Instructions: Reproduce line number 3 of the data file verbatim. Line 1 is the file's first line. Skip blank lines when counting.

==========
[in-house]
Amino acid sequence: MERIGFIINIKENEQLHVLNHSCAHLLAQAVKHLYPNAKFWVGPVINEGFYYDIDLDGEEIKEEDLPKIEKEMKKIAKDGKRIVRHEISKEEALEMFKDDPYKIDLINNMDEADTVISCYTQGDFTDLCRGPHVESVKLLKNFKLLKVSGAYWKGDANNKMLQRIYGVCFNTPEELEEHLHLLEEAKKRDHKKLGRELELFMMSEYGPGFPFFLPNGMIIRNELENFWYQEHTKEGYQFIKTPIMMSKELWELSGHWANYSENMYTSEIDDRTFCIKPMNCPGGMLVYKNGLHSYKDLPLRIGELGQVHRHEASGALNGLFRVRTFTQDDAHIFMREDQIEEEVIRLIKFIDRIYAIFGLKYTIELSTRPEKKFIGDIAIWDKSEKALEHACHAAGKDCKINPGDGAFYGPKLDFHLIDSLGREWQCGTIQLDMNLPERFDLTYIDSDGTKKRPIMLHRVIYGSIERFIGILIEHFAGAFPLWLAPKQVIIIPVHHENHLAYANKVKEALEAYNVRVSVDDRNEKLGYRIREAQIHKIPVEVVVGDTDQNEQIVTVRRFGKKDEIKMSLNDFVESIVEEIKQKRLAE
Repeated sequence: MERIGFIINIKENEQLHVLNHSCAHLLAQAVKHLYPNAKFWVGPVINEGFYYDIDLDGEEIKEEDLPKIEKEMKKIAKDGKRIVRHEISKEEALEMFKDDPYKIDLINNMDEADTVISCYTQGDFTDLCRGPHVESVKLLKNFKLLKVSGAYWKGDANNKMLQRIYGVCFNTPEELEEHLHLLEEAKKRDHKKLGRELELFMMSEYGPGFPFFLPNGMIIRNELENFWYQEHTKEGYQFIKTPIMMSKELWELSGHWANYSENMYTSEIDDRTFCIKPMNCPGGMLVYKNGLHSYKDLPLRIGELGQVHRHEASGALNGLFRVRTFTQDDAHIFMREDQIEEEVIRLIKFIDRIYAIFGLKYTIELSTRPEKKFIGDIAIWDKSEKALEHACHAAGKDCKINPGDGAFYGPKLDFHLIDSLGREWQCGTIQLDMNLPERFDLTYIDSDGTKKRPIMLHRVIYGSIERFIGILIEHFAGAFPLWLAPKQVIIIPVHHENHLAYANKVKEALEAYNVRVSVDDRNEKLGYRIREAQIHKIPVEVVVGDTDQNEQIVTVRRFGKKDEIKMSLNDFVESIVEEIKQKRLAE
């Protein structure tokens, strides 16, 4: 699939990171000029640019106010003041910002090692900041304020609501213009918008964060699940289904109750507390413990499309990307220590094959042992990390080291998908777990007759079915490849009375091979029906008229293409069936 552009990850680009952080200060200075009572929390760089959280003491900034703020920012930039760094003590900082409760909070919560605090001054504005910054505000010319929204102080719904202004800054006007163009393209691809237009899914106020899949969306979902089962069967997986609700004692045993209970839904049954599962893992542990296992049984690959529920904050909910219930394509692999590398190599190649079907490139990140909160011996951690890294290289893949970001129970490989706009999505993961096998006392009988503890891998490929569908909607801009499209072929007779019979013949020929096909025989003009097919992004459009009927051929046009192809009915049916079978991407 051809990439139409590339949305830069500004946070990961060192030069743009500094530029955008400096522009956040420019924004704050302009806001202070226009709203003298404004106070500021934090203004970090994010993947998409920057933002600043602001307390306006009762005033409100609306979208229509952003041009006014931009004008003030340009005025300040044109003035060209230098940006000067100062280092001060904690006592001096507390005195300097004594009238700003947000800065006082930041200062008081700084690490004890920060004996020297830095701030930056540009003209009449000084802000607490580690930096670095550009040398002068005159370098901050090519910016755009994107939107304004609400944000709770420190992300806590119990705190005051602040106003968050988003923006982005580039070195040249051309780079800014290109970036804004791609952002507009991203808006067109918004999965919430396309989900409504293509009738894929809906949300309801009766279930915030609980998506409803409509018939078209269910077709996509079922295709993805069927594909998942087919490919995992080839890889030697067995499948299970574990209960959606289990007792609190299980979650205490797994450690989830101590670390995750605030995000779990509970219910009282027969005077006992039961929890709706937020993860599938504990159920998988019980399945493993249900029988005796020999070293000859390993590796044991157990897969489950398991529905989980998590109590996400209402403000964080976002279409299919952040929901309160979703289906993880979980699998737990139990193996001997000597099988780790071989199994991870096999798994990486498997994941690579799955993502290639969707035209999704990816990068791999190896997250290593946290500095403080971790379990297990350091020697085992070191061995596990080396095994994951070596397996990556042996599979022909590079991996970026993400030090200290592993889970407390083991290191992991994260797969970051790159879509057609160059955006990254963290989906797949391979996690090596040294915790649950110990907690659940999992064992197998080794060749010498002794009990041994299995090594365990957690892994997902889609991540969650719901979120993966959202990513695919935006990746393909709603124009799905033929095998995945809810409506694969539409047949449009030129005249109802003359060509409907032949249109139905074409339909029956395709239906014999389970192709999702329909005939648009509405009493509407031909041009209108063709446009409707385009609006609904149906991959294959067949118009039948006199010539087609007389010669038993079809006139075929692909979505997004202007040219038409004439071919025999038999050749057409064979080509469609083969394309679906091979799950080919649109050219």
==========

Repeated sequence: MERIGFIINIKENEQLHVLNHSCAHLLAQAVKHLYPNAKFWVGPVINEGFYYDIDLDGEEIKEEDLPKIEKEMKKIAKDGKRIVRHEISKEEALEMFKDDPYKIDLINNMDEADTVISCYTQGDFTDLCRGPHVESVKLLKNFKLLKVSGAYWKGDANNKMLQRIYGVCFNTPEELEEHLHLLEEAKKRDHKKLGRELELFMMSEYGPGFPFFLPNGMIIRNELENFWYQEHTKEGYQFIKTPIMMSKELWELSGHWANYSENMYTSEIDDRTFCIKPMNCPGGMLVYKNGLHSYKDLPLRIGELGQVHRHEASGALNGLFRVRTFTQDDAHIFMREDQIEEEVIRLIKFIDRIYAIFGLKYTIELSTRPEKKFIGDIAIWDKSEKALEHACHAAGKDCKINPGDGAFYGPKLDFHLIDSLGREWQCGTIQLDMNLPERFDLTYIDSDGTKKRPIMLHRVIYGSIERFIGILIEHFAGAFPLWLAPKQVIIIPVHHENHLAYANKVKEALEAYNVRVSVDDRNEKLGYRIREAQIHKIPVEVVVGDTDQNEQIVTVRRFGKKDEIKMSLNDFVESIVEEIKQKRLAE